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Team Obama’s various potential paths to 270 electoral votes

Jim Messina, the manager of President Obama’s re-election campaign, outlines five out of more than 40 possible pathways to the minimum number of electoral votes needed for victory in next November’s election.

This video has been distributed among Obama supporters around the country to engender enthusiasm and help raise funds.

[youtube]http://www.youtube.com/watch?v=_7Y-Q9ZY5Ao[/youtube]

 

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8 Comments

  1. Team Obama spent $730 million in 2008. 1 billion is probably a stretch, but I’m sure $800 million is not.

    http://www.opensecrets.org/pres08/

    Having Michigan as a default blue is overly presumptuous. Romney’s dad is a former governor. A Detroit Free Press poll from November 20th put Romney and Obama in an exact tie.

    Same thing for New Hampshire, it’s certainly no given for Obama either.

    On the other hand, hopefully they do take those states for granted, which would give the good guys a better chance to win!

  2. Correction – Romney beat Obama in that poll I mentioned.

    http://www.huffingtonpost.com/2011/11/21/mitt-romney-obama-michigan-poll_n_1104942.html

    Plus, in 2010 Michigan elected a Republican governor plus 9 out of 15 Reps they sent to Congress were Republicans.

    There is no way that state is anything other than a toss-up.

  3. Mathematicians have calculated that there are about 50 trillion possible combinations of states with electoral votes that add up to 270. (Most are nonsensical, such as those that lump Utah and California as voting for the same candidate.)

    If Obama can find only 40 combinations that make him win, that’s not very promising.

    If you sold each of the 50 trillion combinations for twenty-five cents, you still wouldn’t have enough money to pay off the national debt. Scary.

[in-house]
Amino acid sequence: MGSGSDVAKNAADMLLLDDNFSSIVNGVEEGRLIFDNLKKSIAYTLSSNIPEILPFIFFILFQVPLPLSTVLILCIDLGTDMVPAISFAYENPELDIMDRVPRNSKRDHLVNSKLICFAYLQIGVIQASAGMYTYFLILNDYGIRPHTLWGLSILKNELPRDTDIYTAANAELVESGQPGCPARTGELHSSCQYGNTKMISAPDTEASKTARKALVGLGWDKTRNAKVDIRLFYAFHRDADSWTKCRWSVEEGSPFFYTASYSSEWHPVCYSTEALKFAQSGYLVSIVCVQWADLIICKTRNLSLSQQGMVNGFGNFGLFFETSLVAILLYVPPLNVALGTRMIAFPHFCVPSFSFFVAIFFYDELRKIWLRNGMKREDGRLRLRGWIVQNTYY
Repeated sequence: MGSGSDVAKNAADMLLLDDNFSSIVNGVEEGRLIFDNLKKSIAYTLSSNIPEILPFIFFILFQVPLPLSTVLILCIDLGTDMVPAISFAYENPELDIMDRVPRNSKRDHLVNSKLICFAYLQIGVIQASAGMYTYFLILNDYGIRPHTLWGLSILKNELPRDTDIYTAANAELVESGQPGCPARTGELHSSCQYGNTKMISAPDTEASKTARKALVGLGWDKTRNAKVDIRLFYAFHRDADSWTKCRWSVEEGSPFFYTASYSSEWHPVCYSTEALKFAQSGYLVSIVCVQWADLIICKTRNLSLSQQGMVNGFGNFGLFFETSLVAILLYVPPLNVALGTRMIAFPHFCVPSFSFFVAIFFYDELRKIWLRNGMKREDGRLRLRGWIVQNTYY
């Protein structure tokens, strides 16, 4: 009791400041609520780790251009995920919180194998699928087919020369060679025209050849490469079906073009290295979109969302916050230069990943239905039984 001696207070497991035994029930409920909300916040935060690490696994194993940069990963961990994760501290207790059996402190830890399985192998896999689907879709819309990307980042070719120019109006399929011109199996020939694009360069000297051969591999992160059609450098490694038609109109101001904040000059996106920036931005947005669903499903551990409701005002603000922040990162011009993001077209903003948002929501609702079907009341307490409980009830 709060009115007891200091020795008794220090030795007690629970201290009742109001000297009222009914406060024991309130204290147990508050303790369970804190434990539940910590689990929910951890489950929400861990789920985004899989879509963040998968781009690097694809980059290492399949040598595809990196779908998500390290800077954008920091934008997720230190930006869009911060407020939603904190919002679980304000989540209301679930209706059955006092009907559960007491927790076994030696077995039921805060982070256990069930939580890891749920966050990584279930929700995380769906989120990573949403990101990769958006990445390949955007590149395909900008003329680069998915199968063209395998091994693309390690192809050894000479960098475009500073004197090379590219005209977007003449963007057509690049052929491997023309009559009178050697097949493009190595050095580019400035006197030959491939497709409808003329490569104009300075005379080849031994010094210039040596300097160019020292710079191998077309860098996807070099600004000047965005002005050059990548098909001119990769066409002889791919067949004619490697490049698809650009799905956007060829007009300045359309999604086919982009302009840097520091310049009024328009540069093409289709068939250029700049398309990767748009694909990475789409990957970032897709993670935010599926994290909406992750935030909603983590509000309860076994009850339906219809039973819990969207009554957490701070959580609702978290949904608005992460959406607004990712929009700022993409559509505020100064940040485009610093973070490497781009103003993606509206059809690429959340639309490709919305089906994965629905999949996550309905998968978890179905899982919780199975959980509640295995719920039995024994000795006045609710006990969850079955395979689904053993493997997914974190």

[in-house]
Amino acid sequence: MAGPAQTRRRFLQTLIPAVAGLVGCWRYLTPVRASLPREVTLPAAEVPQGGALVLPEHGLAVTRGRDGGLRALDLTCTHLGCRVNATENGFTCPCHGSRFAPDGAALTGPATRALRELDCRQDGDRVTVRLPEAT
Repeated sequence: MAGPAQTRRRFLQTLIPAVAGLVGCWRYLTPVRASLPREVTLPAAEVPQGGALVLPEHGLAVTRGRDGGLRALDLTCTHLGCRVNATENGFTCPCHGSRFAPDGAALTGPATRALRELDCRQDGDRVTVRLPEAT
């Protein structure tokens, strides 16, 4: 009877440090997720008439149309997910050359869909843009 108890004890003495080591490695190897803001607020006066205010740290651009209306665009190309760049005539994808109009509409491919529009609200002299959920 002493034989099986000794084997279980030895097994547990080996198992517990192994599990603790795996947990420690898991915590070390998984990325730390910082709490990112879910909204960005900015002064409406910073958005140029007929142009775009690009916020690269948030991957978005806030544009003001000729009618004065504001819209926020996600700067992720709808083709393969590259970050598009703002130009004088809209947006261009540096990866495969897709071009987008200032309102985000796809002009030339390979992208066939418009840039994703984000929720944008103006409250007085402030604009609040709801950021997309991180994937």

4. Dan: Congratulations! You’ve outdone yourself with this latest comment. You apparently don’t even understand your contradiction of your own logic.

    First you tell us that most of the 50 trillion possible combinations that would lead to 270 electoral votes “are nonsensical.”

    Then you tell us that Obama’s re-election prospects are “not very promising” if his campaign can come up with only 40 combinations.

    You completely ignore the fact that the Obama campaign has eliminated the “nonsensical” combinations from its calculations.

    With each succeeding submission here, Dan, you just get loonier and loonier. But then, you’re a right-winger, aren’t you? Moreover you’re one of that rare breed of right-wingers — a self-professed gay man who sides with the political forces that want to oppress him.

  5. The National Popular Vote bill would guarantee the Presidency to the candidate who receives the most popular votes in all 50 states (and DC).

    Every vote, everywhere, would be politically relevant and equal in presidential elections. There would no longer be a handful of ‘battleground’ states where voters and policies are more important than those of the voters in more than 3/4ths of the states that will just be ‘spectators’ and ignored.

    When the bill is enacted by states possessing a majority of the electoral votes– enough electoral votes to elect a President (270 of 538), all the electoral votes from the enacting states would be awarded to the presidential candidate who receives the most popular votes in all 50 states and DC.